Thank you for the expert folks at Expat Finder for publishing the interview!

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Please find complete text below:

14 September 2016

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\We’ve had the chance to talk to Raquel Miranda, 44, a Brazilian-American expat who has moved to Brazil with her family. Mrs. Miranda who has been living there for two years now works as a public health specialist.

Read more about her experiences in the full interview below.

Q: Where are you from originally?

A: From Itaguai, Rio de Janeiro, Brazil

Q: What made you move out of Rio de Janeiro, Brazil?

A: A post-doctoral research opportunity at UCDavis, California, in 2001

Q: Where are you living now? How did you come to choose this new country of residence?

A: In Brasilia, Brazil

Q: How long have you been living in Brasilia, Brazil?

A: Since August 2014

Q: Are you living alone or with your family? If yes, how are they adjusting to the Expat Lifestyle?

A: With family. Yes, the husband and our three third-culture children are adjusting pretty well, despite their young age [almost 11, 8 and 5]

Q: Do you miss home and family sometimes? How do you cope with homesickness?

A: I do. We Skype, call each other on the phone, write emails and have a family WahtsApp group

Q: What do you think about the locals?

A: Right now, we’re living in Brasilia, the capital of Brazil, and it’s coincidentally the city I grew up in, since both my parents used to be federal public servants

Q: Was it easy making friends and meeting people? Do you mainly socialise with other expats in Brasilia, Brazil? How did you manage to find a social circle there?

A: Coming back to the place I grew up in, some 22 years later was quite interesting, and challenging! Making new friends, as a working mother, and being perceived as a ‘diplomatic spouse’, was an intriguing piece of the puzzle! After six months back, I already had a good group of friends from work, other parents from the school, and acquaintances, associated with the US embassy.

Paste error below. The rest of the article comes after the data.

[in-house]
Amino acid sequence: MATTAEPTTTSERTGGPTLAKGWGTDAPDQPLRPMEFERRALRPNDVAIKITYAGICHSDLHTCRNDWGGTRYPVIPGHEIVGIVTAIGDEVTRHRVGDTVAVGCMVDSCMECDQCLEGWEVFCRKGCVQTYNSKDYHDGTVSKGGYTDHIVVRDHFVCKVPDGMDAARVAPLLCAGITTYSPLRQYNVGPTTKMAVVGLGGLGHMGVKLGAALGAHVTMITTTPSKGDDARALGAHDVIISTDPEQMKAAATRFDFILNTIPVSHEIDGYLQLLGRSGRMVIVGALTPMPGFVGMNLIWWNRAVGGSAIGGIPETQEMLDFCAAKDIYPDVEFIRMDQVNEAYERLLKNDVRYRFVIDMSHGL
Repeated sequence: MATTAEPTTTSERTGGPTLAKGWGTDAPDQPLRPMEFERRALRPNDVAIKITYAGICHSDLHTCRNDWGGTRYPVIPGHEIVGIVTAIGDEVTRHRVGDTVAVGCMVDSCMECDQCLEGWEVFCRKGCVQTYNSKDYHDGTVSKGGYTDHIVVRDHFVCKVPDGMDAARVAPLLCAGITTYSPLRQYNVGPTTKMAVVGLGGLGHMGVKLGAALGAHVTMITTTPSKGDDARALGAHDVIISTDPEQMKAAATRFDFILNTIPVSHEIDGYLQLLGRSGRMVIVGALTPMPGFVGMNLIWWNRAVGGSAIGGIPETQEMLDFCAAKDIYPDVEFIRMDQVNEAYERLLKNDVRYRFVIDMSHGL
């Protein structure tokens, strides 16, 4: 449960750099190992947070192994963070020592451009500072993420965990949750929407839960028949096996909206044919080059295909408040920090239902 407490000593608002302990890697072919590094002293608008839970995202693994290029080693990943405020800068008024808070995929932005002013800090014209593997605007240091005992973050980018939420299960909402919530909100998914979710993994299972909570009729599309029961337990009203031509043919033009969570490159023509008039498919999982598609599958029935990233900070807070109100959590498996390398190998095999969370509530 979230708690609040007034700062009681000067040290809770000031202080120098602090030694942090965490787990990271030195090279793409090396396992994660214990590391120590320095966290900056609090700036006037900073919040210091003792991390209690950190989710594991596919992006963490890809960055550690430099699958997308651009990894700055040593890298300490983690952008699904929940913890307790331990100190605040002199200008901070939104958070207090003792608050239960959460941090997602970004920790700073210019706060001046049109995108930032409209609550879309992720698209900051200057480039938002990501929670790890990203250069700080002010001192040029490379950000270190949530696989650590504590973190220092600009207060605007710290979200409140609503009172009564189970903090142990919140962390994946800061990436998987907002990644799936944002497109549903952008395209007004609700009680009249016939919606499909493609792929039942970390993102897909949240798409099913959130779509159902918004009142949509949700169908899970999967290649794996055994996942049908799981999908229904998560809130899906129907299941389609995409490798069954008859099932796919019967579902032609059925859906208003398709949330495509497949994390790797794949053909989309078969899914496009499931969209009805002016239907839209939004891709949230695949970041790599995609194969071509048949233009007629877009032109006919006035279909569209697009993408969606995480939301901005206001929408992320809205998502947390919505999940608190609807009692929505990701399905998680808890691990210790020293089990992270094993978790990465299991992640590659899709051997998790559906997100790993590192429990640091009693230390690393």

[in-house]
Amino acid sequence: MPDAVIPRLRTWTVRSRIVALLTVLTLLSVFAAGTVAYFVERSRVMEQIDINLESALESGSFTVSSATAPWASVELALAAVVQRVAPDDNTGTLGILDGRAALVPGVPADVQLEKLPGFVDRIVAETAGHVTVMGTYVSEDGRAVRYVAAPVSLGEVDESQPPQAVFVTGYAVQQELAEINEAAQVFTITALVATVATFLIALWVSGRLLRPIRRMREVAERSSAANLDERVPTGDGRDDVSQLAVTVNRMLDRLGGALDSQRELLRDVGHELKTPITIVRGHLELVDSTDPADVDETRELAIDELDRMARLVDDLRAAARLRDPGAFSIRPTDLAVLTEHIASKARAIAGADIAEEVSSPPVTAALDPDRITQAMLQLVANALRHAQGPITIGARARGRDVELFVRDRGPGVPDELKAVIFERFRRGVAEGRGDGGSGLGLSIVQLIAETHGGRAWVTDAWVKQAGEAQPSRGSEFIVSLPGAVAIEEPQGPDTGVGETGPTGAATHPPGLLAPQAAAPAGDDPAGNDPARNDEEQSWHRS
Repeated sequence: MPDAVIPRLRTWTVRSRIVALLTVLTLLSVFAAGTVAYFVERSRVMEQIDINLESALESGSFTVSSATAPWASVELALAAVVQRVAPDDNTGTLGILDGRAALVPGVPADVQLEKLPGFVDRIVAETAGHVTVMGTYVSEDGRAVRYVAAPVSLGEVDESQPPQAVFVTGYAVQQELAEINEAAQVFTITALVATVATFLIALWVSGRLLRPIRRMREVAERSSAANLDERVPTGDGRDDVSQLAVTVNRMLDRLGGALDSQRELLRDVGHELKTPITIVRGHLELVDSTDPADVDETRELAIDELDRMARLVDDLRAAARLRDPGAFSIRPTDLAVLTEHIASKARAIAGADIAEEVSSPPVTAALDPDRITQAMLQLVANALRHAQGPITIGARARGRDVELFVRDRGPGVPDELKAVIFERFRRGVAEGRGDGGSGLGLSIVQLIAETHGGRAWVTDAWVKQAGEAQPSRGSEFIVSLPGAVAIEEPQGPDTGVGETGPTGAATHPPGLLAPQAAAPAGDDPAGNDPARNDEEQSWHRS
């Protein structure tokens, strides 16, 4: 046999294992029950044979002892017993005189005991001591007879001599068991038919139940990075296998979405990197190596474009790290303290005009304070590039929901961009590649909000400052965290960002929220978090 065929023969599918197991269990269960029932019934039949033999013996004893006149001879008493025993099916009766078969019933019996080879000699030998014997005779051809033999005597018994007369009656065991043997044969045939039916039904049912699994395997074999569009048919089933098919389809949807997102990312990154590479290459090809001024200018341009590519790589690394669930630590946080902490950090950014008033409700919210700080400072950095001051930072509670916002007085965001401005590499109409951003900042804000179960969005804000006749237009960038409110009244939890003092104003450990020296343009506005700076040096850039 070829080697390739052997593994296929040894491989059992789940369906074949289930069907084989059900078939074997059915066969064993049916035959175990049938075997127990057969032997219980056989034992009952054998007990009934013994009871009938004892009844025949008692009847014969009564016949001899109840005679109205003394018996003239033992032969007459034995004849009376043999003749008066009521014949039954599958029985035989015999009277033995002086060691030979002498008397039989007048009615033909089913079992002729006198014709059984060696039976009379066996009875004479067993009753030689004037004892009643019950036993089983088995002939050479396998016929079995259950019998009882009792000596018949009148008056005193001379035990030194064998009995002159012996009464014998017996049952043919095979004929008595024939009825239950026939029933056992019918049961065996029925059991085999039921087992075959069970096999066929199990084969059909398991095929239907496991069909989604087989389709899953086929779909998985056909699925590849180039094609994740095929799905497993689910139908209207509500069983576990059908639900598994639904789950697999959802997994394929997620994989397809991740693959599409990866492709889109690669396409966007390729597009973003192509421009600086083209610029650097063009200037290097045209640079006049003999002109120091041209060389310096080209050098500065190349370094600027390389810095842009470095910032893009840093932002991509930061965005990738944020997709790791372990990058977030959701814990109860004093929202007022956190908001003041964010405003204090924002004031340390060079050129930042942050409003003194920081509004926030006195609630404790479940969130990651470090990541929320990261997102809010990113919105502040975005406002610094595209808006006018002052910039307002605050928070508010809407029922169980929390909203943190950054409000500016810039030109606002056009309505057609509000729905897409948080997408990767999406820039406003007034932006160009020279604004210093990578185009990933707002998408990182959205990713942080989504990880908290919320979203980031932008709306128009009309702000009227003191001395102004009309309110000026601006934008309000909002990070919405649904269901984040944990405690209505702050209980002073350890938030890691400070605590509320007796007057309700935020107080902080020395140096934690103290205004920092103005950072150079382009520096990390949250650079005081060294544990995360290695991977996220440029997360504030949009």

Q: How does the cost of living in Brasilia, Brazil compare to your home?

A: Comparing to the US
•Q: How much is a cup of coffee?

A: A couple of dollars
•Q: How much is a meal in an inexpensive restaurant?

A: Anywhere around 5-10 dollars
•Q: How much is a meal in an expensive restaurant?

A: Could be pretty expensive. One could easily spend 100-200 dollars one a meal with wine/drinks [date night!]
•Q: How much is a bottle of wine? How about a pack of cigarettes?

A: Wine tends to be quite inexpensive since Brazil and neighbouring Argentina and Chile are good producers. Anywhere from $7 – 25 a bottle

Q: Do you have any tips for future expats when it comes to opening a bank account in Brasilia, Brazil?

A: Pack lots of patience! Have your CPF [tax number], have proof of local residency [any utility bill would do it!]; know your full address and have a landline phone number. Besides that, just bring a good reading book, be prepared to sit down and wait, with the patience you remembered to pack!

Q: How will you describe your experience with government paperwork such as applications for Visa and work permits? Why is that so?